> > NO, a deductive system IS NOT a list of formulas. > > > JEEzus.
On Oct 12, 8:37 pm, camgi...@hush.com wrote: > That's a quote from WIKI
So FUCKING what?? That's a quote in the context OF THAT treatment. And you should have NAMED the treatment or article. Nothing IS EVER "a quote from WIKI". What it IS is "a quote from the Wikipedia article on <whatever>." DIFFERENT wikipedia articles are going to treat the SAME topic DIFFERENTLY!!
Any time anybody is trying to explain anything to you, they may have to tell you what THEIR terms mean in the context of THEIR presentation. This does NOT obligate OTHER people to use those terms in the same way. FOR EXAMPLE: IF YOU GOOGLE (jointly) the pair of terms "Deductive System" and "Inference Rule", you will get, FROM THE WIKIPEDIA ARTICLE ON First-Order Logic, (all that follows is quoted from the article) >> Deductive systems A deductive system is used to demonstrate, on a purely syntactic basis, that one formula is a logical consequence of another formula. There are many such systems for first-order logic, including Hilbert- style deductive systems, natural deduction, the sequent calculus, the tableaux method, and resolution. These share the common property that a deduction is a finite syntactic object; the format of this object, and the way it is constructed, vary widely. These finite deductions themselves are often called derivations in proof theory. They are also often called proofs, but are completely formalized unlike natural- language mathematical proofs.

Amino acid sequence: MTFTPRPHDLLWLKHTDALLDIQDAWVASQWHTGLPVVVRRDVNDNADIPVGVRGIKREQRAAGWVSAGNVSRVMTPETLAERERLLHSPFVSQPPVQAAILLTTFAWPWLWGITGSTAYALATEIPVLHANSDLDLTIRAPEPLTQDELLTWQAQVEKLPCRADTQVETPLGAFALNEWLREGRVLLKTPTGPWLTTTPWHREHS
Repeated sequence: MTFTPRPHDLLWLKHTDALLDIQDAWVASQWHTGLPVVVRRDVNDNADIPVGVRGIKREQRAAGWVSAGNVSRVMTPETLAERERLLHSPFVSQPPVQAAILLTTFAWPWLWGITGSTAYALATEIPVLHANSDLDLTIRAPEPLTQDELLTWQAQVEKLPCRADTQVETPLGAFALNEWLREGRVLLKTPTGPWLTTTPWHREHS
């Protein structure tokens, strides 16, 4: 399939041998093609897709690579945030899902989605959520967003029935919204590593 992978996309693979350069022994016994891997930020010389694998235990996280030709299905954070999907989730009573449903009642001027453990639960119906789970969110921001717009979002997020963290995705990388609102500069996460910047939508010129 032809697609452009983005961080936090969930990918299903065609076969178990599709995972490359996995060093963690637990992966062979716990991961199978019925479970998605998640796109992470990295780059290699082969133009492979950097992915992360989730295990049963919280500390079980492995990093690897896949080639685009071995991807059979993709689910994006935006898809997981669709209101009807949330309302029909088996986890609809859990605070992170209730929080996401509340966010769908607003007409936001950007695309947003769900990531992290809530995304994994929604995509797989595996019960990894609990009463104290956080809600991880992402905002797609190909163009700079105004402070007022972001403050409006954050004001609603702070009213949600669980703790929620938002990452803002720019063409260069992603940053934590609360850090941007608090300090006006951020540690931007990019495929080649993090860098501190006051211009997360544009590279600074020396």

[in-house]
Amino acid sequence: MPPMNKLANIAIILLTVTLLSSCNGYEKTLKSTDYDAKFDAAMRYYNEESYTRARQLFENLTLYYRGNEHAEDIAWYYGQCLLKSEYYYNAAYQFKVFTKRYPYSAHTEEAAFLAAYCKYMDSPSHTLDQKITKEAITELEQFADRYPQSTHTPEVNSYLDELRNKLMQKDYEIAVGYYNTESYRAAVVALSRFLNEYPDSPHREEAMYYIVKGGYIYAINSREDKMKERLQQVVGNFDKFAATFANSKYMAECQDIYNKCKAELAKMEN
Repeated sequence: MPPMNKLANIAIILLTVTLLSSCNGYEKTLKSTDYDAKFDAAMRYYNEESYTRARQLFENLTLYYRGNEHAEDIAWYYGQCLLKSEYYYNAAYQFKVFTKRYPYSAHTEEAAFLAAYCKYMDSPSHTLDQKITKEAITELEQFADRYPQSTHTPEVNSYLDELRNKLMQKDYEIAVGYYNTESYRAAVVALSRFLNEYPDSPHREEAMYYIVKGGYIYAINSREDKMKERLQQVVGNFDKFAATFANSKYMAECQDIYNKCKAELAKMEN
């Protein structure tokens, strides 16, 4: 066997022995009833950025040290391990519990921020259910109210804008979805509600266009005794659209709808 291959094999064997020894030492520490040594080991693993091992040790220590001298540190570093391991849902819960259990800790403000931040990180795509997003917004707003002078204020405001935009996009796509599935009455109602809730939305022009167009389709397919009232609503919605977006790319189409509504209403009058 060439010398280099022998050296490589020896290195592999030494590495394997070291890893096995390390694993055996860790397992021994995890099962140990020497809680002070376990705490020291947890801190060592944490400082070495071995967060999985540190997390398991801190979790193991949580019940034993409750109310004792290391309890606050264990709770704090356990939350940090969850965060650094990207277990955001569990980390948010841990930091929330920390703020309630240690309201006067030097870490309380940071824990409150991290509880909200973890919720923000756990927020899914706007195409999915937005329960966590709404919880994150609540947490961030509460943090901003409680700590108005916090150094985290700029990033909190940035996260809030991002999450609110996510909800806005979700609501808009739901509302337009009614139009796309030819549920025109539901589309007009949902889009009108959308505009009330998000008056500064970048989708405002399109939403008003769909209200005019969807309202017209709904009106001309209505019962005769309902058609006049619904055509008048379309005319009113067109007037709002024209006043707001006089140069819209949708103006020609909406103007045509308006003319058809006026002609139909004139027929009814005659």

A deductive system is sound if any formula that can be derived in the system is logically valid. Conversely, a deductive system is complete if every logically valid formula is derivable. All of the systems discussed in this article are both sound and complete. They also share the property that it is possible to effectively verify that a purportedly valid deduction is actually a deduction; such deduction systems are called effective.
A key property of deductive systems is that they are purely syntactic, so that derivations can be verified without considering any interpretation. Thus a sound argument is correct in every possible interpretation of the language, regardless whether that interpretation is about mathematics, economics, or some other area.
In general, logical consequence in first-order logic is only semidecidable: if a sentence A logically implies a sentence B then this can be discovered (for example, by searching for a proof until one is found, using some effective, sound, complete proof system). However, if A does not logically imply B, this does not mean that A logically implies the negation of B. There is no effective procedure that, given formulas A and B, always correctly decides whether A logically implies B. Rules of inference Further information: List of rules of inference
A rule of inference states that, given a particular formula (or set of formulas) with a certain property as a hypothesis, another specific formula (or set of formulas) can be derived as a conclusion. The rule is sound (or truth-preserving) if it preserves validity in the sense that whenever any interpretation satisfies the hypothesis, that interpretation also satisfies the conclusion.
For example, one common rule of inference is the rule of substitution.